(Punctuation and footnotes omitted; emphasis supplied.) Yawn v. Norfolk Southern R. Co., 307 Ga.App. 849, 851–852(2), 706 S.E.2d 197 (2011). In addition to showing that the private way does not exceed twenty feet in width, the prescriber also must show “that it is the same twenty feet originally appropriated.” (Footnote omitted.) Moody v. Degges, 258 Ga.App. 135, 137, 573 S.E.2d 93 (2002).

1. Griffin argues that the trial court erred in its determinations related to the width of the private way.

OCGA § 44–9–40(a) provides, in pertinent part, that

[t]he superior court shall have jurisdiction to grant private ways to individuals to go from and return to their property and places of business. Private ways shall not exceed 20 feet in width and may be as much less as the applicant may choose or as the court may find to be reasonably necessary.

(Emphasis supplied.) “[T]he private way could not exceed ․ twenty feet in width[.] ․ [T]he burden is on the prescriber to show that it did not exceed the width permitted.” (Citations omitted; emphasis supplied.) Bedingfield v. McCullough, 106 Ga.App. 759, 760, 128 S.E.2d 374 (1962). See also Yawn, supra.

(a) First, Griffin contends that the trial court made a factual error when it determined that Timberlands provided evidence that the access road “did not exceed twenty feet in width during the prescriptive period.” Specifically, Griffin asserts that the evidence supplied by Timberlands shows merely that the prescriptive use of the roadway-rather than the actual width of the road itself—was 20 feet or less..3 We agree.

In its complaint, Timberlands seeks a 20–foot–wide easement, which OCGA § 44–9–40 gives the superior court jurisdiction to grant provided the other elements of a prescriptive easement are met. However, Timberlands has presented evidence only as to the width of its use, not as to the width of the roadway.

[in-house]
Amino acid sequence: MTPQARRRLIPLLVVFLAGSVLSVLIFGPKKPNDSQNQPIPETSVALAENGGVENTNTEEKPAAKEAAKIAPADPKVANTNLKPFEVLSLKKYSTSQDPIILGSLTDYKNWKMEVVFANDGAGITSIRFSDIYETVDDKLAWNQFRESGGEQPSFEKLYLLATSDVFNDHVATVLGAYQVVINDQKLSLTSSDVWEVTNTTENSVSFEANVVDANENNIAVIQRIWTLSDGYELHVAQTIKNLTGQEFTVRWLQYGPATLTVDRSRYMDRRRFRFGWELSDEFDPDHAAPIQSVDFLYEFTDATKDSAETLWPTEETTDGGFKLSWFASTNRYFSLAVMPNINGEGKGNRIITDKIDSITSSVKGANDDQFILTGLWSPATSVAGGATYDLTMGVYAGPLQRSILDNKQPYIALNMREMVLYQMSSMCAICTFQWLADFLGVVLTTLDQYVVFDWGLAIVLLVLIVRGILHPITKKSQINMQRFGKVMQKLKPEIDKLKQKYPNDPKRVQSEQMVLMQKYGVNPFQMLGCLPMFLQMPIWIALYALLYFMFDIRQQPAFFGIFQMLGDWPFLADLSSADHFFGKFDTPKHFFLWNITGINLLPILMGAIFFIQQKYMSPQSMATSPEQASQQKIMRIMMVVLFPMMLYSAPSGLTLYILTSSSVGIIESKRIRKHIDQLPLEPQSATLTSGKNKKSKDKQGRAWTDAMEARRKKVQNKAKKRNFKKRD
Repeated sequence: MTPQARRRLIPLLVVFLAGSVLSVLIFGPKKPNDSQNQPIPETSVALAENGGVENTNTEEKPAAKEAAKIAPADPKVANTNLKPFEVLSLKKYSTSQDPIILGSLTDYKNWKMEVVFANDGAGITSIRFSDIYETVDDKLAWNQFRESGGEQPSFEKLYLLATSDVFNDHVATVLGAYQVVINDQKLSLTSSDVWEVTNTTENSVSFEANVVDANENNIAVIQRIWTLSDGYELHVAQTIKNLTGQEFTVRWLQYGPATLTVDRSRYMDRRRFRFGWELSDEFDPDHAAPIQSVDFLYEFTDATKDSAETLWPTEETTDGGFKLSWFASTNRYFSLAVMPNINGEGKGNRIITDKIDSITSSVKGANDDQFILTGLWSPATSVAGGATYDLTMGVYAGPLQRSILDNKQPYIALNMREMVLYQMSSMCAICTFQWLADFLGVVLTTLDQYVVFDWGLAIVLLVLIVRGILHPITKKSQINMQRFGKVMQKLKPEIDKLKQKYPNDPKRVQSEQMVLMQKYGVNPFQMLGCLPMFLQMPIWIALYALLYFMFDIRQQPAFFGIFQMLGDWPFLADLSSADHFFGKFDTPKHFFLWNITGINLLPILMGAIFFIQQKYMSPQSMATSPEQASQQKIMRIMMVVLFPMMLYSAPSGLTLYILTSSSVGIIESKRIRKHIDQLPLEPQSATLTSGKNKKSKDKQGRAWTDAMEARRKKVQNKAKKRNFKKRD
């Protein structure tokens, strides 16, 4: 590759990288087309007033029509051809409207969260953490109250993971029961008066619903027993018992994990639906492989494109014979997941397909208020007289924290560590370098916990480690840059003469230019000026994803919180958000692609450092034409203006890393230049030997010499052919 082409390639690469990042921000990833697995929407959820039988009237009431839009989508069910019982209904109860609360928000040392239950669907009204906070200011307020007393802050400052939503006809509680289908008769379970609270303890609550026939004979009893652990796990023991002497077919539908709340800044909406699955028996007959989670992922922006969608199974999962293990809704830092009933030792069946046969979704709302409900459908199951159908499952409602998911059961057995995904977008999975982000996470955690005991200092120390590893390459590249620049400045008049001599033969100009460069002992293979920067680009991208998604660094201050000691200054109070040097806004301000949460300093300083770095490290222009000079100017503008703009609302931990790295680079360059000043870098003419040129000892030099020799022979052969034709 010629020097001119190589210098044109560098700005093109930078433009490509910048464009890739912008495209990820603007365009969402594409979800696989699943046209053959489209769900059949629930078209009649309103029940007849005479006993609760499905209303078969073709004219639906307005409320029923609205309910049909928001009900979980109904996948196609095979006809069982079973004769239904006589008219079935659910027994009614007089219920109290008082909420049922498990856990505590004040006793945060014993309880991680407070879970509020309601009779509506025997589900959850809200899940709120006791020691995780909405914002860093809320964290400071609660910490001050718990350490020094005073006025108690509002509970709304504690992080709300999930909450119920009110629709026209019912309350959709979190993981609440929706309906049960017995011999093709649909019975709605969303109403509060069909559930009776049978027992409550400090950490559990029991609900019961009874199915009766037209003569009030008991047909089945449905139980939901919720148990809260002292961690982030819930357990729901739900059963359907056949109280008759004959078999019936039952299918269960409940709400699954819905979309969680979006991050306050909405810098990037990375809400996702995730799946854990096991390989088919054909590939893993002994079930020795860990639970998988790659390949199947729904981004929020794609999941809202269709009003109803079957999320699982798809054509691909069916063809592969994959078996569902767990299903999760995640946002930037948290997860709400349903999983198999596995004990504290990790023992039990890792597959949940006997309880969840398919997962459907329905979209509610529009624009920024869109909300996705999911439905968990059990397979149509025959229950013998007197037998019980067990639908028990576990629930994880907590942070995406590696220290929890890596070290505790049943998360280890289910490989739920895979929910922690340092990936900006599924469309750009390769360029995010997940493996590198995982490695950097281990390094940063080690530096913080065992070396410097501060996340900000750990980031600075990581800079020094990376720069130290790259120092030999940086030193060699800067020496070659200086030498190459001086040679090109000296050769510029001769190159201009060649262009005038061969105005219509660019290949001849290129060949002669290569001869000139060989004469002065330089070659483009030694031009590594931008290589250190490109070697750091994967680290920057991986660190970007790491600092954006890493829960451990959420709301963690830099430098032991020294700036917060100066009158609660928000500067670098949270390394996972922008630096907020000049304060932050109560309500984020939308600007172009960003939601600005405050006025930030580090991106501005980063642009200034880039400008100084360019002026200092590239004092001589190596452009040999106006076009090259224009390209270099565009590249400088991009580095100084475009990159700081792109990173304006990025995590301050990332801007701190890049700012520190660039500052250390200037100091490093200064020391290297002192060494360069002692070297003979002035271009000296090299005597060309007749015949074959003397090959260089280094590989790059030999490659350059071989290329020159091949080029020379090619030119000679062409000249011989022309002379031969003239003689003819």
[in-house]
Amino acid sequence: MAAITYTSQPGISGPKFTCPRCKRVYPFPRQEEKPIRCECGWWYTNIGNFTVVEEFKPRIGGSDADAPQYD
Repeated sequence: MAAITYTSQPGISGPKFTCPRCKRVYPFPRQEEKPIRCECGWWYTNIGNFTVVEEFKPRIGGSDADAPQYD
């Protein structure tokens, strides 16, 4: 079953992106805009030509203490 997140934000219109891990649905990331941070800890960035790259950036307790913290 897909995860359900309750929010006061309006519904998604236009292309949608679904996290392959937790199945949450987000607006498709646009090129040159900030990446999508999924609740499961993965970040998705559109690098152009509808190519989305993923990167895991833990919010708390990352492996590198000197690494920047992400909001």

Timberlands offered evidence in the form of an affidavit from Chad Lamb, a resource land manager for Timberlands' predecessor, Rayonier, that “From early 2000 through mid–2011 Rayonier's use of the Access Road continued along this same path of less than 20 feet in width without shifting.” (Emphasis supplied.) The prior owner, Brito, stated in an affidavit that Rayonier and its predecessor “adversely used the same twenty (20) feet of access road [.]” (Emphasis supplied.) Also, Clifton McCranie, a crewman for Rayonier, stated in an affidavit that he worked for Rayonier from 1971 to 2009; that he performed repairs on the access road; and that he was “familiar with the Rayonier property illustrated” in a survey dated August 20, 2012. This survey delineates the access road's width as 20 feet, but the survey post-dates the prescriptive period. McCranie's affidavit does not state whether he is “familiar” with the road as it appeared during the prescriptive period or at the time the survey was made. Timberlands urges us to use McCranie's affidavit to infer that this later survey indubitably represents the width of the roadway during the prescriptive period. We cannot make such an inference on Timberlands' motion for summary judgment, however, as we must view all reasonable inferences in favor of Griffin as the nonmovant. Glatfelter, supra. Thus, Timberlands has failed to show the width of the roadway and has failed to meet one of the required elements to show a prescriptive easement. Yawn, supra. McCranie's affidavit and the accompanying survey present a fact question for the jury.

(b) Griffin contends that the trial court made a legal error when it determined that Timberlands' showing that “use of the Access Road continued along the same path of twenty feet or less” (emphasis supplied), satisfied the width requirement for a prescriptive easement. Griffin contends that the width of the actual roadway, not the width of use, is the determinative factor. We agree.